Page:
Concern over pilot fatigue is being raised today as airlines embark on one of the busiest periods of the year as almost two million people jet off from the UK for the August bank holiday.
The British Airline Pilots Association warns that fatigue is one of the biggest threats to flight safety and wants to ensure the demanding summer schedules and "punishing" roster patterns do not put safety at risk.
The union is highlighting the importance of making sure pilots are given adequate time to rest between flights.
The move comes as airlines are working to implement new European Aviation Safety Agency flight time limitation laws that come in to effect from February next year.
Pilots want reassurance from airlines that accurate reporting of fatigue is important to them.
Balpa is supporting pilots in reporting specific serious incidences of fatigue to their employers and the CAA.
General secretary Jim McAuslan said: “Pilots from all airlines have told us this summer has been the busiest they remember and they are flying their socks off to ensure passengers have a summer holiday.
“But safety must come first and we must be certain that keeping to demanding summer schedules does not mean pilots become fatigued.
“Pilots have raised the issue of recruitment and say they think airline managements have not got their numbers right. After the summer Balpa will be sitting down with managements asking what went wrong.”
Head of flight safety Rob Hunter said: “Previous surveys have shown fatigue is underreported. We want to de-stigmatise the issue and remove the barriers that discourage pilots from sharing their experience.
“Balpa is currently carrying out a project to investigate reporting culture within commercial aviation and give an accurate picture of the extent of fatigue within the industry.
“We are striving towards a culture that tackles the issue head on. Pilots want industry-wide open discussions about fatigue.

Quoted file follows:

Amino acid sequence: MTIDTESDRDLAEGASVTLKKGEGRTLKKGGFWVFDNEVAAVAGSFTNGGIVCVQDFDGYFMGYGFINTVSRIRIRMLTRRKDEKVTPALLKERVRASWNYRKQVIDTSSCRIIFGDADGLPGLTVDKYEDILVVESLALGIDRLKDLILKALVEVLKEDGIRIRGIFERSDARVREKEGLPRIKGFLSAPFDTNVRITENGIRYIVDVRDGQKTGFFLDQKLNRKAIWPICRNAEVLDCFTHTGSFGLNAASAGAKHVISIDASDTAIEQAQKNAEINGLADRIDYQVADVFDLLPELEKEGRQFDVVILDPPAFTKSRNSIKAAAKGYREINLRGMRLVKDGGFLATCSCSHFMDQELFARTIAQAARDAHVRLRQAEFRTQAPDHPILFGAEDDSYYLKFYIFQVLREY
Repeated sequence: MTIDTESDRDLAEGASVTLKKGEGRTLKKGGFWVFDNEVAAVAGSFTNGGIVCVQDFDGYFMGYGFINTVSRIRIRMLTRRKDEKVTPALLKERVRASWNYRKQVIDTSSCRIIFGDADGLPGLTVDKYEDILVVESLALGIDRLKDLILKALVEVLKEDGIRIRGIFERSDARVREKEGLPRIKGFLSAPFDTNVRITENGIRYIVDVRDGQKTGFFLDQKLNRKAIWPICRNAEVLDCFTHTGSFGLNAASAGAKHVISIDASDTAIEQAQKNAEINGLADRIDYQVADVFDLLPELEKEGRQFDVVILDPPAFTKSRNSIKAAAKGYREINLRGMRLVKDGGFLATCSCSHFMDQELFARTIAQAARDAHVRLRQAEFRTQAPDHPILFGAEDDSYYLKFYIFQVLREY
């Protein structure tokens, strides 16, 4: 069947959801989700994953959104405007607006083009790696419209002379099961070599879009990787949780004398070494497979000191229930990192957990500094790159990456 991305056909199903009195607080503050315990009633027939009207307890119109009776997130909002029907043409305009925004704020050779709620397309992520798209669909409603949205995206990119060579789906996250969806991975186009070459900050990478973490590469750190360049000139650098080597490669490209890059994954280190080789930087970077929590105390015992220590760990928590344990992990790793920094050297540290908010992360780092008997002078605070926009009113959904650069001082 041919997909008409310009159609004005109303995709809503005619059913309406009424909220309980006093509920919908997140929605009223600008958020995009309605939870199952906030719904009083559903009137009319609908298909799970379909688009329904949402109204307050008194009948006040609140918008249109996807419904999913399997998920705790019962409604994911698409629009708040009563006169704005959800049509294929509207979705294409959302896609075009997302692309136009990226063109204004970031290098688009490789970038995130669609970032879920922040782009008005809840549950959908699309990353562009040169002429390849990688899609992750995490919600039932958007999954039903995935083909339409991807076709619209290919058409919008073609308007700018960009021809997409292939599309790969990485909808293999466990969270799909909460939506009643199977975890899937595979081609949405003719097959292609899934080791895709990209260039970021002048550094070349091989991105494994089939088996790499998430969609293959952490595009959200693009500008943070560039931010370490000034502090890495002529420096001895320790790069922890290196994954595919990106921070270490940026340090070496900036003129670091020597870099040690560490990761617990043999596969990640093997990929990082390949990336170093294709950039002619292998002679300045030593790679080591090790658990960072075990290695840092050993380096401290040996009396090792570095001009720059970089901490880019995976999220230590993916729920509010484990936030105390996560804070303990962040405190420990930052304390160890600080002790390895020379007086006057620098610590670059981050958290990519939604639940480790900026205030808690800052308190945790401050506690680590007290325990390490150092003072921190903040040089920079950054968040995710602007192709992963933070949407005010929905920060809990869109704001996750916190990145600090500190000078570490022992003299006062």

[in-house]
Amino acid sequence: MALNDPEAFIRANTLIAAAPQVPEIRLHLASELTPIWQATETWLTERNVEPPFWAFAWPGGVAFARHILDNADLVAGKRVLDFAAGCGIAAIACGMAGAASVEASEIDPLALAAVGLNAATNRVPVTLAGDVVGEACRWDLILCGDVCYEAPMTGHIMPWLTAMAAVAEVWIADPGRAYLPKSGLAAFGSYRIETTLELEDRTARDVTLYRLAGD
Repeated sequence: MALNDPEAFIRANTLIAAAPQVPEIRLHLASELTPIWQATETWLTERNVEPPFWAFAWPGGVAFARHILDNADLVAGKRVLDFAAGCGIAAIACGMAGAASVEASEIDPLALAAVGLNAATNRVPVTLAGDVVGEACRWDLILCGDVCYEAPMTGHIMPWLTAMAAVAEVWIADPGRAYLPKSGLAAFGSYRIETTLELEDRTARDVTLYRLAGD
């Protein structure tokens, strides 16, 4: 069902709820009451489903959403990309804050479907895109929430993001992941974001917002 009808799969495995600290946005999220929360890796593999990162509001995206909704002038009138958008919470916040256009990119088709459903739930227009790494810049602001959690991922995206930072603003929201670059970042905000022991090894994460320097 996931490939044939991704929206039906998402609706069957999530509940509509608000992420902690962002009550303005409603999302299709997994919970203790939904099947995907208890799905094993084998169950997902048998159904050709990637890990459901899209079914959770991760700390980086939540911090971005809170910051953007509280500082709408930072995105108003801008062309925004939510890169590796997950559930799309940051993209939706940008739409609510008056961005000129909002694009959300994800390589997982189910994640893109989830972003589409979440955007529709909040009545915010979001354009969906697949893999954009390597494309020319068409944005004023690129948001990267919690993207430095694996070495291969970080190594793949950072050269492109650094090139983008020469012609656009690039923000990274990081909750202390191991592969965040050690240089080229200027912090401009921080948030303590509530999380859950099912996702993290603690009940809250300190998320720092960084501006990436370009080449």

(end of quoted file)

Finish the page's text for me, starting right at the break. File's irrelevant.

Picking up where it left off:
“Given the present situation of under reporting, they would like reassurance that their managers also see reporting of fatigue as a priority.”
Meanwhile, Balpa is urging airlines and regulators to look at what steps they could take to ensure devices powered by lithium batteries are safely transported.
Lithium battery fires have caused at least three cargo aircraft crashes and the UN safety regulator has banned a specific type of lithium battery - lithium metal - from being carried as cargo on passenger aircraft.
Balpa is calling on the UK safety regulator to consider extending this restriction so that no lithium battery of any kind is carried as cargo in aircraft until further research has been carried out on how they can be transported safely in bulk.
Balpa flight safety specialist Steve Landells said: “Lithium batteries are essential part of the gadgets that enable people to travel light and stay connected, but flight safety comes first and we must protect against any aircraft fire risk.
“UK pilots want to make every single flight is a safe one and believe small changes to current good safety practices will help do this.
“We are working with airlines and passengers to keep everyday lithium batteries, which are vital parts of the technology that many people depend on for work and pleasure, on the aircraft but out of the luggage hold.”
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